9. If you don't want me to oogle at your little hottie girlfriend, don't bring her by the studio. I'm married, not dead.


10. Try to listen to a different radio station every day on your way to the studio. As hard as it is to believe, there is SOMETHING decent to be gleaned from a Rap/DeathMetal/Country song. Really.


11. Always OVER-prepare for you sessions. Anticipate the unexpected ('oh..you want to add a conference call in with the ISDN patch??"Always THANK your clients as the end of the session. And, once in a while, give them a free hour or two of your time. And buy them lunch.


12. Yes...that is a very rare guitar. Don't play it unless I tell you so. And, please don't use my piano as a coaster.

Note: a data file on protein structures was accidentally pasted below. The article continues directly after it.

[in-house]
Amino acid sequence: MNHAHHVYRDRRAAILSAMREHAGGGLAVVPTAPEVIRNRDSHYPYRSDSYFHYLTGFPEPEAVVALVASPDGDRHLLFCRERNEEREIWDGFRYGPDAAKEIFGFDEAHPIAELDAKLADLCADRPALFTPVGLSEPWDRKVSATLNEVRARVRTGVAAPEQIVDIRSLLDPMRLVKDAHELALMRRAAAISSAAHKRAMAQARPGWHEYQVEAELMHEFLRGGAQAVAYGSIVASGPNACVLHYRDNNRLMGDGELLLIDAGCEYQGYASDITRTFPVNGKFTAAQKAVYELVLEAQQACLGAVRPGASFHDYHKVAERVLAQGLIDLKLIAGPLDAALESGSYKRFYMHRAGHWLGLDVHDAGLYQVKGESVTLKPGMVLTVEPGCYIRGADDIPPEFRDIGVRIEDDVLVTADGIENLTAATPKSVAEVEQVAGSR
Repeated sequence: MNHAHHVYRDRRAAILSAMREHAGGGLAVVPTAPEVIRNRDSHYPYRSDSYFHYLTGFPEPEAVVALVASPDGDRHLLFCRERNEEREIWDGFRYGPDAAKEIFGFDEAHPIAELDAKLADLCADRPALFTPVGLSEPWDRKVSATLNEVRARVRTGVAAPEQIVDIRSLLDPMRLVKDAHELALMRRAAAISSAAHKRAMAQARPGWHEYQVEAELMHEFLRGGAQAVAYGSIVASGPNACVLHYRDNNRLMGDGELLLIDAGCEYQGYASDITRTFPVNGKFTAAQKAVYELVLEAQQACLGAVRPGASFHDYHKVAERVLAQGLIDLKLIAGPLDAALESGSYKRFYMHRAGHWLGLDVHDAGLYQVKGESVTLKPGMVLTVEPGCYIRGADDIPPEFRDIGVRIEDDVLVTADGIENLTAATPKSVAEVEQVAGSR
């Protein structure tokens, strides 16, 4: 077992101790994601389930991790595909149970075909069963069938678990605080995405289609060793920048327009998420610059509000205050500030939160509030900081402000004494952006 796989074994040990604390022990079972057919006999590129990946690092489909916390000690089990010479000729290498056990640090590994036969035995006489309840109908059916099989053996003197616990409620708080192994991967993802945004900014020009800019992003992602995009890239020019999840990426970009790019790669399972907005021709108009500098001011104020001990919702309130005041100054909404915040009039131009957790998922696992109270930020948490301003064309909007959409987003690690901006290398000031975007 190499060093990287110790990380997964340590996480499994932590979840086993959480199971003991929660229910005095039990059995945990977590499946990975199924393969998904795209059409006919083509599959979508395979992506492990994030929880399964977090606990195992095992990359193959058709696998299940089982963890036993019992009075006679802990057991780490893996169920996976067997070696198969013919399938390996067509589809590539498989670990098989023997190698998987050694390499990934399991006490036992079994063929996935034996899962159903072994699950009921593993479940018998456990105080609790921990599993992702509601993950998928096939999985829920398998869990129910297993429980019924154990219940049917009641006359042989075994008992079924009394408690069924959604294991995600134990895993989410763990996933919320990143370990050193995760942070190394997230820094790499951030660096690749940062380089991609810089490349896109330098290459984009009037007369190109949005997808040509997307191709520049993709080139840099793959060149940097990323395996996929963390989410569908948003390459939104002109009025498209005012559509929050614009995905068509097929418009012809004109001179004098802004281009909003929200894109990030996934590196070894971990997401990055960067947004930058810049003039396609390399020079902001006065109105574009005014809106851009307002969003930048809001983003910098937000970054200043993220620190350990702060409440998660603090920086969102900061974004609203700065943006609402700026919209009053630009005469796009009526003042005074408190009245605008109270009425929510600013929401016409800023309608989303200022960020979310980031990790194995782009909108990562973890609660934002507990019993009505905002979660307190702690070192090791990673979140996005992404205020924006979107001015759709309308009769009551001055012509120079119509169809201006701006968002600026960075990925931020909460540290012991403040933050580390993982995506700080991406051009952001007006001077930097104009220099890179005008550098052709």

13. Laugh when I make a stupid joke


(special thanks to Mike Redman, Jim Rast, Mike Merrell, Rick Senechal., and Glenn Lorbecki for all the inspiration and education over the years).

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  • 3 weeks later...

Really funny, and it made me feel so good about my recent experience in a studio. I was doing a week's worth of vocal and percussion re-records for a DVD of a theatrical concert I musical directed, and I spent 5 long days at Studio West in San Diego. The main engineer re-corded the original performances and was overseeing the re-recids, but most of our time was spent with a smart, even gifted and extremely likeable young man named Kellog (23 years old, less than half my age).


I was walking around the control room, commands and requests flowing like water: "Let me hear a little less bass; grab that 4 bar passage and fly it back to the downbeat of the previous measure; I'm going out into the room to re-record some Hammond" etc. 12 hour days of this kind of stuff, while he managed 93 tracks synced to picture.